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Electricalmarketing 3990 Residential Construction Gettyimages 993311030 Gregory Clifford
Electricalmarketing 3990 Residential Construction Gettyimages 993311030 Gregory Clifford
Electricalmarketing 3990 Residential Construction Gettyimages 993311030 Gregory Clifford
Electricalmarketing 3990 Residential Construction Gettyimages 993311030 Gregory Clifford
Electricalmarketing 3990 Residential Construction Gettyimages 993311030 Gregory Clifford

How to Find Key Construction Segments Still Shining in a Sluggish 2019 Market

May 3, 2019
In a slow-growth/no-growth construction environment it will be more important than ever to identify pockets of growth.

With the 1Q 2019 top-line new construction data pointing toward a slow-growth/no-growth construction environment so far in 2019, it will be more important than ever to identify pockets of growth. They are out there, both by region and in select construction segments.

Regionally, you can look at local construction project data and construction employment trends down to the metro and county level to get a sense of which market areas are most active, and Electrical Marketing provides regular updates on these construction metrics. To get a snapshot of the activity by top-level construction category, check out the U.S. Census Bureau’s monthly Value of New Construction data from its C30 report, which EM publishes in the first issue of each month.

It’s also interesting to look at the data for more detailed individual segments. We pulled out the 50 largest individual construction segments in the chart on page 2.

Let’s look at this data from the top down to get a sense of the most important construction segments. Private new construction clocks in at $961.5 billion, down -3.6% year-over-year (YOY) through March. It accounts for 75% of all construction in the United States, and Public Construction, at $320.7 billion (up +8.6% YOY) accounts for the other 25%. Private residential construction (running at $500.9 billion through March, a -8.4% YOY decline) is the largest individual construction category at 39.1% of total construction; followed by Private Nonresidential Construction (35.9%); and Public Nonresidential Construction (24.5%); Highway & street (8.1%); Power (7%); Private Commercial Construction (6.4%); Public Educational Construction (6%); and Manufacturing (5.5%).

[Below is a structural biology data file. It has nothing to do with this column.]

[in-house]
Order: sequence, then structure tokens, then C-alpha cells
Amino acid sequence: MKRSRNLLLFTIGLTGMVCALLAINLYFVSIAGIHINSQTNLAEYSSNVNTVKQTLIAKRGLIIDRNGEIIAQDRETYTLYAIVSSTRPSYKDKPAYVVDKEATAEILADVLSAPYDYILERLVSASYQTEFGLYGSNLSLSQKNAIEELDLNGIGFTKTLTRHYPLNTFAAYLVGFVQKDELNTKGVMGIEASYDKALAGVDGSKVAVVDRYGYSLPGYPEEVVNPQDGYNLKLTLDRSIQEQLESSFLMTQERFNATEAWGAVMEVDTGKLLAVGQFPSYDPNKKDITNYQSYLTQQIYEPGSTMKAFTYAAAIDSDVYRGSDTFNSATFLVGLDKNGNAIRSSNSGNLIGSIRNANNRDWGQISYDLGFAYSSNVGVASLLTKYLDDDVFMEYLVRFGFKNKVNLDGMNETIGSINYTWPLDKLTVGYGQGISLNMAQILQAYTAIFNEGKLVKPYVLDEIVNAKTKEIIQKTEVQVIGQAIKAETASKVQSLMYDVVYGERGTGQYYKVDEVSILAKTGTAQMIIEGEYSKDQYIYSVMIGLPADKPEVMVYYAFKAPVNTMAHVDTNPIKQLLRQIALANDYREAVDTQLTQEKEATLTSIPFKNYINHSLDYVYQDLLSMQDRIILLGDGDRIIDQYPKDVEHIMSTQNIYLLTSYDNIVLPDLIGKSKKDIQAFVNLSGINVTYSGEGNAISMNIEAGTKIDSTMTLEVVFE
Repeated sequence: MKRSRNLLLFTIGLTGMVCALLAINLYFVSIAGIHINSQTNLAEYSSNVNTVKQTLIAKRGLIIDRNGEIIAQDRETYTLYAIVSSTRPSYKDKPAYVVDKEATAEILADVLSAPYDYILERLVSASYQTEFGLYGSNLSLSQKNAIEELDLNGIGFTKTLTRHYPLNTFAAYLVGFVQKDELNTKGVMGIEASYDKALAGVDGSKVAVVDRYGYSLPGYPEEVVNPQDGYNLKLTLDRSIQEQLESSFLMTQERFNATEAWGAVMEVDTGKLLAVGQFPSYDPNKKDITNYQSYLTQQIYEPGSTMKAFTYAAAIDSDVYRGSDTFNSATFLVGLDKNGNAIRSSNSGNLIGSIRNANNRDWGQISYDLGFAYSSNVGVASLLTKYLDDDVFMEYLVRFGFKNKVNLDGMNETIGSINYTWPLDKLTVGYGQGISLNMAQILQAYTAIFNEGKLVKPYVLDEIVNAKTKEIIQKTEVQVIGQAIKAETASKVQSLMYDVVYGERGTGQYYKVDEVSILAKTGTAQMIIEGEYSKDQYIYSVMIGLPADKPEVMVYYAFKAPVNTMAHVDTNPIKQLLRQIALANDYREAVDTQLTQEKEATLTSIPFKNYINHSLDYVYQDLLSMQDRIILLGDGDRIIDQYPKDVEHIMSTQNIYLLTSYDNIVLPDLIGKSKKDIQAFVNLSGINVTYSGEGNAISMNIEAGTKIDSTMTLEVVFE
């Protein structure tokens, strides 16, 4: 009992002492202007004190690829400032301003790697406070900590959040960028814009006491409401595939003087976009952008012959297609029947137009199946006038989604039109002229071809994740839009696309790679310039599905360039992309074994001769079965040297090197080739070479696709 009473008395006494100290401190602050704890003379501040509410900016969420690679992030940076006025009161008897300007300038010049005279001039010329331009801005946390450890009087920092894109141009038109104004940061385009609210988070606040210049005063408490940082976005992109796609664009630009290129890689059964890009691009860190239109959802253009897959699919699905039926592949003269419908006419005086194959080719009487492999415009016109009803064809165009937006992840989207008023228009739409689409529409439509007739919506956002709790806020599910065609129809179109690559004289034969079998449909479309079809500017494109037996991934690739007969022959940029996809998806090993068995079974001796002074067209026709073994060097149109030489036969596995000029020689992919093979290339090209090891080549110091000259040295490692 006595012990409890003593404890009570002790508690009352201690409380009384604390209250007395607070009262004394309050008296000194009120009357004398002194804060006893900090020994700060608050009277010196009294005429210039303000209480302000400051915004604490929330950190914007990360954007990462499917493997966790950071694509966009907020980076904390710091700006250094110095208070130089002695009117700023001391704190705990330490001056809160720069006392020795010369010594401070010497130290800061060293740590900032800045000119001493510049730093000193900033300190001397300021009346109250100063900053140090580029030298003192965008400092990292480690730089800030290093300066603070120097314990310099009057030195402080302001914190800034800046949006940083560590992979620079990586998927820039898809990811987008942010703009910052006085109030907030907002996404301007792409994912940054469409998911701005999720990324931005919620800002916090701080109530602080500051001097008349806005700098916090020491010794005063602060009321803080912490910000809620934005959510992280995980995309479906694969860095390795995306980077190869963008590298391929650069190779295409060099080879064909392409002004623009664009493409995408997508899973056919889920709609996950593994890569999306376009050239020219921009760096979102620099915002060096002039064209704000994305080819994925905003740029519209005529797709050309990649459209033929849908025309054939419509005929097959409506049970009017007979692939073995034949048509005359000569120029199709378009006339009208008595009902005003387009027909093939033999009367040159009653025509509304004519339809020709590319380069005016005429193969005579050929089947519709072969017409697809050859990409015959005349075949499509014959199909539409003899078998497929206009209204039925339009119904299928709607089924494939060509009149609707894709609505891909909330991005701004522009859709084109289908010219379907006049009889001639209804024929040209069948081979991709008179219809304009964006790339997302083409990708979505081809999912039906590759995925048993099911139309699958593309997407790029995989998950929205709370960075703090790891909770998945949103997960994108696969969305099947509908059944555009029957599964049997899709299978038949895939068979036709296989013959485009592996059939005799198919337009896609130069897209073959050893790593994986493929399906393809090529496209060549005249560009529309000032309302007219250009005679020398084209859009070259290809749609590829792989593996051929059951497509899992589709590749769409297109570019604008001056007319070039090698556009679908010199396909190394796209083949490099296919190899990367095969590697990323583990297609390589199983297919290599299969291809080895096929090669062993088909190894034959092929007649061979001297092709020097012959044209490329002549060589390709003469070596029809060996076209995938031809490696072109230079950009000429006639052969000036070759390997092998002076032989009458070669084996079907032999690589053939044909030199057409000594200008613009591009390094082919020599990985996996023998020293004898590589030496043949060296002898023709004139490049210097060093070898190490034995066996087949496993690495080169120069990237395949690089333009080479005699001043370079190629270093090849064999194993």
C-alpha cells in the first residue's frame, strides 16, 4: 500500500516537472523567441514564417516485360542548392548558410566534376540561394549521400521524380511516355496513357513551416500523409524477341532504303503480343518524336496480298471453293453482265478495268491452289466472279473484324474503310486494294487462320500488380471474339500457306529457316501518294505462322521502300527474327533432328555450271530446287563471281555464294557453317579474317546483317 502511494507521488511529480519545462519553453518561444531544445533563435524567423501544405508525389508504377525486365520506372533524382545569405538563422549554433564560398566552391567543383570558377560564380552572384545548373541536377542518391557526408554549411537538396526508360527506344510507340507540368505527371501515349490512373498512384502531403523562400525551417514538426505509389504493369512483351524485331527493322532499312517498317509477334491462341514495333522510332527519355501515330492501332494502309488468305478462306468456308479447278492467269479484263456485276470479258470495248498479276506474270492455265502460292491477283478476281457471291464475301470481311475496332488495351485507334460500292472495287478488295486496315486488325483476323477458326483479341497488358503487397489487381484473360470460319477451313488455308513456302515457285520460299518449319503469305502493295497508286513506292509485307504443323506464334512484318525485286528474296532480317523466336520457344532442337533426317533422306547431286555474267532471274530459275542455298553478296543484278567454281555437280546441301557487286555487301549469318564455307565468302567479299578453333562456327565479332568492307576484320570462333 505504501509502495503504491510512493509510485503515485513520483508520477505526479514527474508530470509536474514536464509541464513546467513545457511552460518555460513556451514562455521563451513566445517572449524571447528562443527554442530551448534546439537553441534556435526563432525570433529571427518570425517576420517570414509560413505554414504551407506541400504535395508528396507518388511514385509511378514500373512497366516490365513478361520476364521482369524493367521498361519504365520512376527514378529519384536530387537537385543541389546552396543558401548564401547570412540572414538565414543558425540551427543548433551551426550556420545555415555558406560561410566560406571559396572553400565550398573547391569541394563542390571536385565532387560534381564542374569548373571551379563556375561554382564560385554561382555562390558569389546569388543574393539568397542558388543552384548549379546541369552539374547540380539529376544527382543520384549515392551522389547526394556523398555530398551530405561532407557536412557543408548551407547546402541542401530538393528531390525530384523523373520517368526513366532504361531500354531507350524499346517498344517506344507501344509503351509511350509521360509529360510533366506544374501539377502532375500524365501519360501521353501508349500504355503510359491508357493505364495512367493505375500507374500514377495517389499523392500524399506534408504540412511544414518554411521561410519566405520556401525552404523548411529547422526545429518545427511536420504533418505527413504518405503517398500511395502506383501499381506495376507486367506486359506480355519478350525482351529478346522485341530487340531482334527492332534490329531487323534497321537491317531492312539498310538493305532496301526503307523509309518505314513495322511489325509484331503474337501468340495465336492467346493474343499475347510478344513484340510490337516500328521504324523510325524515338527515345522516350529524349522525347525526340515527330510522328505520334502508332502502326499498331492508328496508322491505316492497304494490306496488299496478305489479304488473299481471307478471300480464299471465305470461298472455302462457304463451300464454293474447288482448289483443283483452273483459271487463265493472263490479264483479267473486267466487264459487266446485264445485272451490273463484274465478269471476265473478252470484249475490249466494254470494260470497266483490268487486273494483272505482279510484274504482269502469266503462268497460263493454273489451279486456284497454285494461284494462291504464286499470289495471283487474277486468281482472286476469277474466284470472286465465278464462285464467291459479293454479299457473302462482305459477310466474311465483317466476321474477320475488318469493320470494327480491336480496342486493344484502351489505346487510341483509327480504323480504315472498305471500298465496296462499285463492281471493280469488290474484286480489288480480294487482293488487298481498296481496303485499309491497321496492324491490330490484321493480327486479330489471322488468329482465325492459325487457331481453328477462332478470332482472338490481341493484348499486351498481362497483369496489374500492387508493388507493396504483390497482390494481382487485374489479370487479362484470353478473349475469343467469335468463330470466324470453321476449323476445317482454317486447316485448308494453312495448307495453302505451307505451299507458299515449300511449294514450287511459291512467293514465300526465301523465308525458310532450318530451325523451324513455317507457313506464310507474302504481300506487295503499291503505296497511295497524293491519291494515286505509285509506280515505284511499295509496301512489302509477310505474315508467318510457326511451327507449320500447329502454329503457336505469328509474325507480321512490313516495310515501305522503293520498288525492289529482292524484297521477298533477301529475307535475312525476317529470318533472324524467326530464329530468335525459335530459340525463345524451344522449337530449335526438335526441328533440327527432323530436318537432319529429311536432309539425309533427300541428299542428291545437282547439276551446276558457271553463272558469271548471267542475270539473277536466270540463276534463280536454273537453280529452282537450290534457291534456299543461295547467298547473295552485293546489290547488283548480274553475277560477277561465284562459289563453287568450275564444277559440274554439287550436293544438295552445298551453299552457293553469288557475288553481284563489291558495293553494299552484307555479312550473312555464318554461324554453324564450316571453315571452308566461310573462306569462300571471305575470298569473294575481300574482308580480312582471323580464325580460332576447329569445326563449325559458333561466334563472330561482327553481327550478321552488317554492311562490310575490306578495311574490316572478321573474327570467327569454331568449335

Things get even more interesting as we drill down into the close to 100 individual construction categories (available at www.electricalmarketing.com; 50 largest on page 2). Here are the Top 10, as measured by their share of total construction: single-family construction; electric power; general office construction (private); multi-family; commercial warehouses; chemical manufacturing; public high school; private hospitals; public elementary schools; and private instructional facilities.

Now let’s look at some of those pockets of growth. Construction data can vary wildly from month to month as new projects break ground and contractors finish up jobs, so let’s look at the YOY data. Although it’s a relatively small niche within the overall construction market at $2.53 billion, lighting for highway and street applications stood out because its March data shows double-digit increases by both monthly % change (+21.1%), and YOY change (+49.2%). Only two other construction categories had monthly increases of more than 10%: Breakwaters & jetties (+20.7%) and Pump stations (+14.4%).

We found 28 individual categories showing double-digit growth in YOY new construction put in place, led by Computer/Electronic/Electrical Manufacturing (+84.6%); Neighborhood Centers (+75.9%); Automotive (Commercial public construction (+65.7%)); Social Centers (Public amusement & recreation (+65%)); and Lighting (Highway & street) (+49.2%)).

Obviously, the mix of business from the national Value of New Construction for March will vary some as different niches have unique business cycles, and the regional construction mix will differ for every market. And very few local markets (if any) would see new construction for the 90-plus individual construction markets. But it’s worthwhile to take the time to identify the hottest construction segments on a regional or national basis because it will give you fresh insight into what makes the overall construction market tick. You may find some new customers that focus on some of these construction niches, or possibly a new business niche for your own business.